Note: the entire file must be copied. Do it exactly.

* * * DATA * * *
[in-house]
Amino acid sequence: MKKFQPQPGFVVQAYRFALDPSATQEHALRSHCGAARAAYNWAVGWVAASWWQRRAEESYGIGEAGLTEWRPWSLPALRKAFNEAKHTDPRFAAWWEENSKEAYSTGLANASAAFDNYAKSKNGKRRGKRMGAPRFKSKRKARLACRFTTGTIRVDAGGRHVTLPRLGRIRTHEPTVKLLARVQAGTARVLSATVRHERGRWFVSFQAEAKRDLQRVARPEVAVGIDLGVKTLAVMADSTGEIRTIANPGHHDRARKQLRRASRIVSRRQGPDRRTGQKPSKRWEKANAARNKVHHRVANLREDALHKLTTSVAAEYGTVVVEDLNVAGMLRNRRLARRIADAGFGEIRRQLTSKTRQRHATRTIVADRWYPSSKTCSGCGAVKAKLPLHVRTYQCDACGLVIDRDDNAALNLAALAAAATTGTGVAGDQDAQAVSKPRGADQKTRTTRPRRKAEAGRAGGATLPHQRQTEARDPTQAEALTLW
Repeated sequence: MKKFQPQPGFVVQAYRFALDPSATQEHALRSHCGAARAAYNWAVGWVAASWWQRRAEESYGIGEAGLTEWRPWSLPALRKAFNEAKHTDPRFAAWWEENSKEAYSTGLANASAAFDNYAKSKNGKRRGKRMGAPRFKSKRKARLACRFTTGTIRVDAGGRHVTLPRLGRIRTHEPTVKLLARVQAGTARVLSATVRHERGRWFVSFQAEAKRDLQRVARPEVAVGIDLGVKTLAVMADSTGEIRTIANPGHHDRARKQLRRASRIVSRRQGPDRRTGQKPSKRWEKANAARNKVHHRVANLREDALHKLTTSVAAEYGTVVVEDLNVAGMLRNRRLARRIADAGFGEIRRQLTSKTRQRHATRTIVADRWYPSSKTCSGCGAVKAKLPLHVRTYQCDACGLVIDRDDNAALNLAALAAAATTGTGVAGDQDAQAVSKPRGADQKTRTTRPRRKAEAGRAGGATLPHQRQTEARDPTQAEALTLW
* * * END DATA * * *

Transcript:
[in-house]
Amino acid sequence: MKKFQPQPGFVVQAYRFALDPSATQEHALRSHCGAARAAYNWAVGWVAASWWQRRAEESYGIGEAGLTEWRPWSLPALRKAFNEAKHTDPRFAAWWEENSKEAYSTGLANASAAFDNYAKSKNGKRRGKRMGAPRFKSKRKARLACRFTTGTIRVDAGGRHVTLPRLGRIRTHEPTVKLLARVQAGTARVLSATVRHERGRWFVSFQAEAKRDLQRVARPEVAVGIDLGVKTLAVMADSTGEIRTIANPGHHDRARKQLRRASRIVSRRQGPDRRTGQKPSKRWEKANAARNKVHHRVANLREDALHKLTTSVAAEYGTVVVEDLNVAGMLRNRRLARRIADAGFGEIRRQLTSKTRQRHATRTIVADRWYPSSKTCSGCGAVKAKLPLHVRTYQCDACGLVIDRDDNAALNLAALAAAATTGTGVAGDQDAQAVSKPRGADQKTRTTRPRRKAEAGRAGGATLPHQRQTEARDPTQAEALTLW
Repeated sequence: MKKFQPQPGFVVQAYRFALDPSATQEHALRSHCGAARAAYNWAVGWVAASWWQRRAEESYGIGEAGLTEWRPWSLPALRKAFNEAKHTDPRFAAWWEENSKEAYSTGLANASAAFDNYAKSKNGKRRGKRMGAPRFKSKRKARLACRFTTGTIRVDAGGRHVTLPRLGRIRTHEPTVKLLARVQAGTARVLSATVRHERGRWFVSFQAEAKRDLQRVARPEVAVGIDLGVKTLAVMADSTGEIRTIANPGHHDRARKQLRRASRIVSRRQGPDRRTGQKPSKRWEKANAARNKVHHRVANLREDALHKLTTSVAAEYGTVVVEDLNVAGMLRNRRLARRIADAGFGEIRRQLTSKTRQRHATRTIVADRWYPSSKTCSGCGAVKAKLPLHVRTYQCDACGLVIDRDDNAALNLAALAAAATTGTGVAGDQDAQAVSKPRGADQKTRTTRPRRKAEAGRAGGATLPHQRQTEARDPTQAEALTLW